Inflation tamed by lower food prices

PRICE increases continued to decelerate in November as analysts see drops in prices of food and fuel as the primary drivers of lower inflation. Energy prices at the beginning of 2014 should help this trend continue well into next year, analysts say.

Fruit and vegetable prices went up the most in January 2019.Fruit and vegetable prices went up the most in January 2019. (Source: SME)

PRICE increases continued to decelerate in November as analysts see drops in prices of food and fuel as the primary drivers of lower inflation. Energy prices at the beginning of 2014 should help this trend continue well into next year, analysts say.

Slower economic growth means lower demand inflationary pressures in the economy, that are visible especially in the decrease of core inflation, Martin Baláž, an analyst with Slovenská Sporiteľňa, told The Slovak Spectator.

“This year also the headline inflation has slowed down significantly, which decreased especially because of the slower growth of energy prices and food,” Baláž said. “But inflation is not decreasing only in Slovakia, but in the whole eurozone. We may see low inflation for some following months. Inflation may be below 2 percent next year.”

Consumer prices fell 0.1 percent in November, compared with October, while their growth dynamics slowed by 0.1 percentage point to November’s 0.5 percent on an annual basis, the Slovak Statistics Office announced in mid-December.

Slovakia’s annual inflation in November 2013, measured by the annual harmonised index of consumer prices, was 0.5 percent, while a year earlier the rate was 2.4 percent. Prices in Slovakia did not change compared with October, Eurostat, the statistical office of the European Union, announced on December 17.

The EU annual inflation was 1.0 percent in November 2013, up from 0.9 percent in October. But it is still well below rates a year earlier, when it was 2.4 percent. Monthly inflation was down 0.1 percent in November 2013. The eurozone annual inflation was 0.9 percent in November 2013, up from 0.7 percent in October. A year earlier the rate was 2.2 percent. Monthly inflation was -0.1 percent in November 2013, Eurostat reported.

According to Boris Fojtík, an analyst with Tatra Banka, the development of consumer prices is surprising again.

“Instead of stabilisation of the year-on-year growth dynamics of prices we see again a lower growth,” Fojtík wrote in a memo. “In November there was registered the third month-to-month drop in prices this year.”

Fojtík sees food and especially the unusually strong drop in fruit prices as having the strongest influence over the slowdown in growth dynamics.

“We have not seen a fall in prices by more than 10 percent on the monthly basis for the last six years at least and it was drawn especially by exotic fruit and apples,” Fojtík said. “The second strongest factor was prices for motor fuels, where the favourable development of prices of crude oil and the US dollar enabled their reduction. In November, motor fuel prices shrank by 2 percent on a monthly basis and we see the same figure also in the year-on-year development of prices in the whole transport sector.”

According to Ľubomír Koršňák, an analyst with UniCredit Bank Czech Republic and Slovakia, November has confirmed that for the time being the economy lacks anything that would drive inflation.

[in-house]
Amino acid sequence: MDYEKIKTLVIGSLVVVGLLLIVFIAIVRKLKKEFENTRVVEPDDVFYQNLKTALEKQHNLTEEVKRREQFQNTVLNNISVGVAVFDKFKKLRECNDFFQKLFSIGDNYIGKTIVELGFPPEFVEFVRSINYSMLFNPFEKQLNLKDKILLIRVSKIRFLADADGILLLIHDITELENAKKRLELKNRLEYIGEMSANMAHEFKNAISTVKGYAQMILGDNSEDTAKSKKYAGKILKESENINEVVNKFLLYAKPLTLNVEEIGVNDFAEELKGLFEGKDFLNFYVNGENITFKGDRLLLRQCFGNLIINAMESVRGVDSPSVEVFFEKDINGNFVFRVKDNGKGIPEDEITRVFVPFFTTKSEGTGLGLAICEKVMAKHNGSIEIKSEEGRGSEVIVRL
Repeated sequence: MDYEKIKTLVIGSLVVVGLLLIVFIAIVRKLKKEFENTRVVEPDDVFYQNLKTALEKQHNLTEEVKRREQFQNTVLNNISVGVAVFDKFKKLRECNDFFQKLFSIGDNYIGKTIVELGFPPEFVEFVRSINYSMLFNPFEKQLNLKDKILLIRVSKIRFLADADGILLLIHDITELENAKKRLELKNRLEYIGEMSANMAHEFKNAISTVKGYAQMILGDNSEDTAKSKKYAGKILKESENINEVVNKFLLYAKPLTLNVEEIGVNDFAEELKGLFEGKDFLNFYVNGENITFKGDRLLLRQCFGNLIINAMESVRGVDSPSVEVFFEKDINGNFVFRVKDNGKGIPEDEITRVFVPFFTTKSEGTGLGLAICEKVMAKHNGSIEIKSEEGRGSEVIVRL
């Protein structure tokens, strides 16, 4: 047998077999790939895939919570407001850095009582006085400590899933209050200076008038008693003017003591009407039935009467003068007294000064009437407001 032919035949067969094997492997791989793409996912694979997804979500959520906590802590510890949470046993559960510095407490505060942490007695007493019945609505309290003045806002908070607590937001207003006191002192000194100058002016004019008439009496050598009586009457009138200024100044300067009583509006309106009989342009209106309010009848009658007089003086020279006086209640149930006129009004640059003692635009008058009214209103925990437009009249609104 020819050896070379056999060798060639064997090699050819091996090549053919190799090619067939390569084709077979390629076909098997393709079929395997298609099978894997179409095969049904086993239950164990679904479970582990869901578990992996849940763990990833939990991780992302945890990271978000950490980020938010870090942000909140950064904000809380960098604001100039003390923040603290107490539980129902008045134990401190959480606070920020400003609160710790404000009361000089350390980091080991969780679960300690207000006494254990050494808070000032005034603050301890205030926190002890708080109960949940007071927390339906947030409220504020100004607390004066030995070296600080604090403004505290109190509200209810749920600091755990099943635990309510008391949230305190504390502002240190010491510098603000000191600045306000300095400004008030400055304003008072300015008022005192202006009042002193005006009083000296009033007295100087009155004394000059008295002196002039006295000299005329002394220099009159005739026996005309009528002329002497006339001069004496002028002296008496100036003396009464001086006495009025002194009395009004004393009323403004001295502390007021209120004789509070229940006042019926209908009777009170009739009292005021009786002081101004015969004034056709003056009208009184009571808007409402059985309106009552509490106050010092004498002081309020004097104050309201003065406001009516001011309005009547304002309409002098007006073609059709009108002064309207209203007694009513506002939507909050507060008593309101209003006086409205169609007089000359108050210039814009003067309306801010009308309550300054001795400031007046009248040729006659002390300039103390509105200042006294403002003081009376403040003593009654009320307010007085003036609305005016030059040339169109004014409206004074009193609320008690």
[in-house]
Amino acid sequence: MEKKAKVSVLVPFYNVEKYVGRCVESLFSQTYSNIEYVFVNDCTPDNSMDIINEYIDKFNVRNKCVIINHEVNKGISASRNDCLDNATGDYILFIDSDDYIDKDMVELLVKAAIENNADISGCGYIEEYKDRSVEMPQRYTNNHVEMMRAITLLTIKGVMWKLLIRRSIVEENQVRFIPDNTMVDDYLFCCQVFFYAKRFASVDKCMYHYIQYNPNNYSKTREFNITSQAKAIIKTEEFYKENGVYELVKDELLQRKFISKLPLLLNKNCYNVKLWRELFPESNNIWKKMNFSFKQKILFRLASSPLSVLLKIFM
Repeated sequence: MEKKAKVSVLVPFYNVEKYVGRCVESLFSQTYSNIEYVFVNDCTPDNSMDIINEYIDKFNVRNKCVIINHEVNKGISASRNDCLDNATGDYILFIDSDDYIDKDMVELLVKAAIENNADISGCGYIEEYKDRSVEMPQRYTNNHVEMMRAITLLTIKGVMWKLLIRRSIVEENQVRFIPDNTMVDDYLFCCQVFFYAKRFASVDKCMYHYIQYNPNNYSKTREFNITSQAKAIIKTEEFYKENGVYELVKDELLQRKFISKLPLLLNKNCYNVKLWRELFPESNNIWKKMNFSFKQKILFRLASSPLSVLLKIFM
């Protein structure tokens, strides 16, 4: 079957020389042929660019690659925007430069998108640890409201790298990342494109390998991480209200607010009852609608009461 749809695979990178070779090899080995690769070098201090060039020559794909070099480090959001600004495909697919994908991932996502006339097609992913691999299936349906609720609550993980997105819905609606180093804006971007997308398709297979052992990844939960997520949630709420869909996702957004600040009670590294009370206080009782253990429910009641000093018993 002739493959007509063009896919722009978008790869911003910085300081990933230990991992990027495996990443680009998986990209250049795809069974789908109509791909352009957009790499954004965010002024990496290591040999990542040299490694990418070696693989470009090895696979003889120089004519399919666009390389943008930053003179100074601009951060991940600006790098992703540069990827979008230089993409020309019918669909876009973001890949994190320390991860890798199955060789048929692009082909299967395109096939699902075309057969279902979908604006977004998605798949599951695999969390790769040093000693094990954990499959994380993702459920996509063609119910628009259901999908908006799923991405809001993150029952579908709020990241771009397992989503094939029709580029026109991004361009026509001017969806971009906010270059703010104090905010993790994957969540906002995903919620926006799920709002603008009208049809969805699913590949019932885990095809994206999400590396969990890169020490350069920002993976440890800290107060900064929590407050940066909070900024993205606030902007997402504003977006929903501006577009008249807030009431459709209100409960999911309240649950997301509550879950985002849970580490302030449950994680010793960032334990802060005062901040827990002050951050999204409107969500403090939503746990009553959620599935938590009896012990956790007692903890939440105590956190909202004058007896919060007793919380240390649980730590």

“Demand inflation, measured by the index of prices of tradable goods and market services, decreased by 0.1 percent in November,” Koršňák wrote in his memo. “On a year-on-year basis its growth slowed down from 1.0 percent to 0.7 percent.”

The growth of tradable goods prices slowed, probably as a consequence of several factors including slowly recovering consumer demand, low import inflation and the drop in prices for producers, according to Koršňák.


The National Bank of Slovakia estimates in its latest prognosis from December 10 annual inflation at 1.5 percent for 2013 while it expects that prices may increase by 1.3 percent in 2014. It warns in its bulletin that inflation in 2014 may be higher due to the euro depreciating against the US dollar and to imported inflation.

The current growth of prices is only narrowly above the historical low from years 2009 and 2010, while Fojtík expects that prices will continue to fall during the months to come and the inflation rate may drop below 0.4 percent on annualised terms. Koršňák of UniCredit sees no factor likely to push inflation up for now. Still relatively low household consumption reins in demand inflation, and the autumn harvest helped to limit food price increases. Oil prices on world markets are more or less stable.

“Thus the inflation should remain at low levels also during the upcoming months,” Koršňák said.
Fojtík as well as Koršňák point to the announced reduction in some energy prices.

“The beginning of the year will be very favourable from the consumers’ point of view and the announced 7-percent decrease in electricity prices and only a very moderate growth of prices of other energies can get the inflation even closer to zero,” said Fojtík, adding that in case food prices along with motor fuel prices continue to decrease, Slovakia may fall into deflation.

According to Koršňák, inflation may remain at levels close to zero during the whole first half of 2014.

“We expect a moderate acceleration during the second half of the year at the earliest,” Koršňák said, adding that this would happen only when domestic consumption rises. He expects that inflation will remain below 2 percent.

Baláž of Slovenská Sporiteľňa does not expect Slovakia to drop into a deflationary situation as the inflation rate usually develops parallel to that in other eurozone countries.

“In case deflation pressures occur in the eurozone, the European Central Bank would respond to them with further releasing of monetary policy,” he said.

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